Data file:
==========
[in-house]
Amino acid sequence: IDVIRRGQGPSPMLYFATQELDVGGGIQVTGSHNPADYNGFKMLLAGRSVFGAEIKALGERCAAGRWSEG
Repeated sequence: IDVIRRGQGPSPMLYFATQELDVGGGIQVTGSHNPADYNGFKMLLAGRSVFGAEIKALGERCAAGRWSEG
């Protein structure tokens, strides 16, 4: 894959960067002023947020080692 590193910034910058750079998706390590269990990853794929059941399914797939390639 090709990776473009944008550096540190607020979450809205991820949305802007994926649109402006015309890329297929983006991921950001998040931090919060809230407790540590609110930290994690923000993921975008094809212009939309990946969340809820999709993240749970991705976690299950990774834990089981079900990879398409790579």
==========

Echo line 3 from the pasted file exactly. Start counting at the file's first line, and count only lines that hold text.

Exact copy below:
Repeated sequence: IDVIRRGQGPSPMLYFATQELDVGGGIQVTGSHNPADYNGFKMLLAGRSVFGAEIKALGERCAAGRWSEG